Tyson: Fight Vs. Golota My Last

Friday, October 20th 2000, 12:00 am
By: News On 6

AUBURN HILLS, Mich. (AP) — Mike Tyson said his first fight in the United States in a year will be his last.

``This definitely is my last fight,'' Tyson said during the Thursday night weigh-in for his 10-round match against Andrew Golota on Friday night in the Palace of Auburn Hills.

A lot of smiles and shaking of heads greeted Tyson's announcement.

``I just saw a pig fly over,'' said Jay Larkin, who runs boxing for Showtime.

It's not the first time Tyson has said he's through with the sport in which he has been a highly successful and controversial figure since he turned pro in 1985.

There is no guarantee that a Tyson fight will be free of controversy, but the promoters and Showtime certainly courted controversy by selecting Golota as the opponent for Tyson's first pay-per-view bout since he knocked out Francois Botha in the fifth round on Jan. 16, 1999.

``Both fighters are professionals and know how to fight,'' said Al Certo, Golota's trainer. ``I think the media wants a dirty fight and has been trying to talk the fighters into it.

``I think it is going to be a good fight. If Tyson does fight dirty, Golota might pick him up and body slam him or throw him out of the ring.''

Whether the promoters care to admit or not, the possibility of a bite, a low blow, a late punch, even a body slam is a big selling point for the fight.

As for media encouragement of a dirty fight, it merely reported that Golota was twice disqualified for repeatedly hitting Riddick Bowe low, that he bit Samson Pou'ha on the shoulder, that he head-butted Danell Nicholson.

The media did not suggest that Tyson bite Evander Holyfield's ears, try to break Botha's right arm, knock down Orlin Norris after the bell, or attack Lou Savarese after the 38-second fight had been stopped.

Tyson's one-round no-contest against Norris Oct. 23 in Vegas was his last U.S. fight. In his next match, he stopped Julius Francis in the second round Jan. 29 in Manchester, England, and he then beat Savarese on June 24 in Glasgow, Scotland.

For pushing referee John Coyle aside and throwing punches at Savarese after the fight was stopped, Tyson was fined $187,500 but was not suspended by the British Boxing Board of Control. The fine has been paid.

``I am approaching this fight like it's going to be clean one,'' Golota said. ``I plan to fight clean as much as possible.''

Frank Garza will be glad to hear it. The 5-foot-8, 172-pound Garza will referee the fight, which is expected to start between 11 p.m.-11:30 p.m. EDT. The telecast will begin at 9 p.m.

Tyson charged across the ring and knocked down the 6-5 Savarese with a left hook to the side of the head just seconds after the opening bell.

He'll probably try to do the same thing to Golota.

As for how long the fight might last, Tyson said, ``As long as it takes to kill somebody.''

Golota appeared intimidated when he was stopped in the first round by Lennox Lewis in a bid for the WBC title Oct. 4, 1997.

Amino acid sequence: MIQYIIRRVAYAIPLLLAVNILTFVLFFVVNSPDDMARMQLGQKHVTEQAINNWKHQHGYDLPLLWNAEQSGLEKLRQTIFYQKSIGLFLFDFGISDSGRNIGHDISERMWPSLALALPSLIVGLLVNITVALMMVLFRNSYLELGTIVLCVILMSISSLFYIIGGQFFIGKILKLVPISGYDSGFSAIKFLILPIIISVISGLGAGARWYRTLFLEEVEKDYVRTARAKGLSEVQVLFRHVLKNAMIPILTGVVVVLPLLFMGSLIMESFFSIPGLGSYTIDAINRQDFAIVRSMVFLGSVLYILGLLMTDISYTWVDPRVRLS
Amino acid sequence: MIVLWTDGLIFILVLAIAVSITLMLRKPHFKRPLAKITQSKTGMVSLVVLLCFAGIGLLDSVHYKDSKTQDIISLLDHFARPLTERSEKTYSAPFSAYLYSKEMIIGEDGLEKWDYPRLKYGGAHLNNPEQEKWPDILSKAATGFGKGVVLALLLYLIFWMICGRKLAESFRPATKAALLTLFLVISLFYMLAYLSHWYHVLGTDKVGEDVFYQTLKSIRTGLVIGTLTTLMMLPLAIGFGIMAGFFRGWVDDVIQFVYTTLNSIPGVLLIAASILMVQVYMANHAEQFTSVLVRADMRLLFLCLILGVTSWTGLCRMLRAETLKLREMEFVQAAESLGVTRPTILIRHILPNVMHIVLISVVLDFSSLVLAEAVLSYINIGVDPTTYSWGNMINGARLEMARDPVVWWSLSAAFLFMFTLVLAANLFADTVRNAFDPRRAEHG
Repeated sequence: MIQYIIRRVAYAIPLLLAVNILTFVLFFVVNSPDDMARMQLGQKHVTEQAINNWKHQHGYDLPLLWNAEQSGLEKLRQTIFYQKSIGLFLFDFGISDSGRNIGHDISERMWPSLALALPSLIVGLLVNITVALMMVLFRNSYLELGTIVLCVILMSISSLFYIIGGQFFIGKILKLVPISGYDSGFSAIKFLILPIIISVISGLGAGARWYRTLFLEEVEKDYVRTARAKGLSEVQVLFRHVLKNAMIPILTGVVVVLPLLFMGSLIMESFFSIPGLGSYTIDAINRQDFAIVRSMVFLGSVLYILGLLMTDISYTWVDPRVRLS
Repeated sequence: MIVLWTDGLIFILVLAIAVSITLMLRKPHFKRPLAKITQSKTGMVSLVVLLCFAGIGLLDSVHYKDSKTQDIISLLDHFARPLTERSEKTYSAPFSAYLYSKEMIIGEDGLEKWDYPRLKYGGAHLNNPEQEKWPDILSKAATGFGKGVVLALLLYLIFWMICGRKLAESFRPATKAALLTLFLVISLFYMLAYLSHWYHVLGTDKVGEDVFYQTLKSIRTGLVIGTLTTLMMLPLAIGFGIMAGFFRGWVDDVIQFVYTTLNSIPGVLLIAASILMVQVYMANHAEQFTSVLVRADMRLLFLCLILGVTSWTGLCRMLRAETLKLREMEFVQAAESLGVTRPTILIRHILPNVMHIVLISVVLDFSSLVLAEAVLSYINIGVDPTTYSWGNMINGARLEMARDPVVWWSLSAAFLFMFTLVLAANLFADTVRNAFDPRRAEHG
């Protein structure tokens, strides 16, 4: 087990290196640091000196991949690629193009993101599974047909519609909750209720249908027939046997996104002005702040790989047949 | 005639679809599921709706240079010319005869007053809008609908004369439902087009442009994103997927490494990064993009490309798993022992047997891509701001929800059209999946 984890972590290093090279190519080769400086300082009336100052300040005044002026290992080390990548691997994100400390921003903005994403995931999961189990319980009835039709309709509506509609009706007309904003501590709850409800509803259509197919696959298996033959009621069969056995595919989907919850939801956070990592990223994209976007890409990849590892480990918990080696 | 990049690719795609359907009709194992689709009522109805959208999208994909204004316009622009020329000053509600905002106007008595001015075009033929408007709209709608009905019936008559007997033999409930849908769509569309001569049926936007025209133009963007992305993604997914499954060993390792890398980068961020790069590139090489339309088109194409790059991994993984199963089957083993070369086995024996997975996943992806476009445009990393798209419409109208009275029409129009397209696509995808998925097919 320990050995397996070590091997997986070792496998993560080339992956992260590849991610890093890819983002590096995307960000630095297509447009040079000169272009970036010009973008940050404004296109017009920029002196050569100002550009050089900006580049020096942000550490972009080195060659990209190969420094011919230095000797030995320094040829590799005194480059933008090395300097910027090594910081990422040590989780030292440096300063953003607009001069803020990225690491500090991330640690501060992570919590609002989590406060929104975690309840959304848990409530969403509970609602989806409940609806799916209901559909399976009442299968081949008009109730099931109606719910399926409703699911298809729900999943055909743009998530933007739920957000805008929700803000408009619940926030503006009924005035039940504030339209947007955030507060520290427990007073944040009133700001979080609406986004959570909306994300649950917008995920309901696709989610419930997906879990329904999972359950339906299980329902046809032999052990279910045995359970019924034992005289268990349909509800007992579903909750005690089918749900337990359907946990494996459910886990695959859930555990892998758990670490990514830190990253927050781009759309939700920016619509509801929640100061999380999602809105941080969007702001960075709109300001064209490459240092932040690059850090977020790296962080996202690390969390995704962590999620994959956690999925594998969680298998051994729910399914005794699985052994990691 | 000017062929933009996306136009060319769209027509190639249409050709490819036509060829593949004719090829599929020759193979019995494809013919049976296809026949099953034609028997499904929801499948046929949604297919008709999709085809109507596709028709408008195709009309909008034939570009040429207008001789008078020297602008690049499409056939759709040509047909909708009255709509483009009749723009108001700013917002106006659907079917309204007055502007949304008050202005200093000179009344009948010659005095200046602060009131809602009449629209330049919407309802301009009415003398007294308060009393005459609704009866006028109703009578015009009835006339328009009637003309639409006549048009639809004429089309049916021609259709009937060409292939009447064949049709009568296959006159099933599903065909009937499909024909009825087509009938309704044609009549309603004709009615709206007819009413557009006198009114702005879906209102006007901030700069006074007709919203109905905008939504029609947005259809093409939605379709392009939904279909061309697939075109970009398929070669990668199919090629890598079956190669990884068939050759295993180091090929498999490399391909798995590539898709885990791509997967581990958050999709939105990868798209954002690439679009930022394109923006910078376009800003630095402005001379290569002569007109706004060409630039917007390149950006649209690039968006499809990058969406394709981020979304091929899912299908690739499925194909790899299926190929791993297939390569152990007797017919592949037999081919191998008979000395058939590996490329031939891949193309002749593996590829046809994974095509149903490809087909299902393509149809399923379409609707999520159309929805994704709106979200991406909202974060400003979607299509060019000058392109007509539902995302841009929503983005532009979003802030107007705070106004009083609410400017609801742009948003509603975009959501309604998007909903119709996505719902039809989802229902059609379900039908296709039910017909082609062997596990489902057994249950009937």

Asked if he thought Golota would be intimidated Friday night, Tyson said, ``That's his problem.''

``Golota is not intimidated by Tyson,'' Certo said. ``Tyson should be intimidated by Golota. Tyson is a small guy and he is older now. When you get older, big fighters intimidate you.''

``To me he's a little guy — 6-5 (actually 6-4), 240,'' said the 34-year-old Tyson, listed at 5-11 1/2 , but who appears closer to 5-9. ``To me, he's very small.''

Tyson weighed in officially at 222 pounds. Golota weighed 240.

Tyson, who boasts that he enjoys being the bad guy, has been more relaxed this week that he was for his second-round win over Francis, or for his beating of Savarese.

The former undisputed heavyweight champion said he no longer is taking the anti-depressant Zoloft, but that he is on a new medication. He said couldn't name it, and neither his camp nor the Michigan commission would.

David A. Sebastian of the commission said Tyson could fight on the medication because it is not performance enhancing.

``A couple of weeks ago my killer said to me, `I want to shine,'' said Tommy Brooks, Tyson's trainer.

Tyson (48-3, 42 knockouts) could use a spectacular, controversy-free win.

The first loss of his career came when as defending undisputed champion he was knocked out in the 10th round by James ``Buster'' Douglas in a shocking upset Feb. 11, 1990, in Tokyo. The other two defeats were his WBA title loss to Evander Holyfield on an 11th-round technical knockout Nov. 9, 1996, and his third-round disqualification against Holyfield in the Bite Fight June 28, 1997.

Tyson is getting $10 million to fight the 32-year-old Golota (36-4, 29 knockouts), who is getting $2.2 million.

Golota's fourth loss came when he told the referee he had had enough after being knocked down in the 10th round by Michael Grant Nov. 20, 1999. He had knocked down Grant twice in the first round and was winning when the fight stopped. In his last two bouts, he stopped Marcus Rhode in the third round April 22 in China and he scored a 10-round decision over Norris on June 16.

Also on the pay-per-view telecast will be an IBF junior welterweight title defense by Zab Judah of Brooklyn, N.Y., against Hector Quiroz of Mexico; a 10-round lightweight bout between Alex Trujillo of Puerto Rico and Jose Luis Juarez of Mexico; and a six-round light heavyweight match between Muhammad Ali's daughter Laila of Los Angeles and Kendra Lenhart of Lenoir, Texas.

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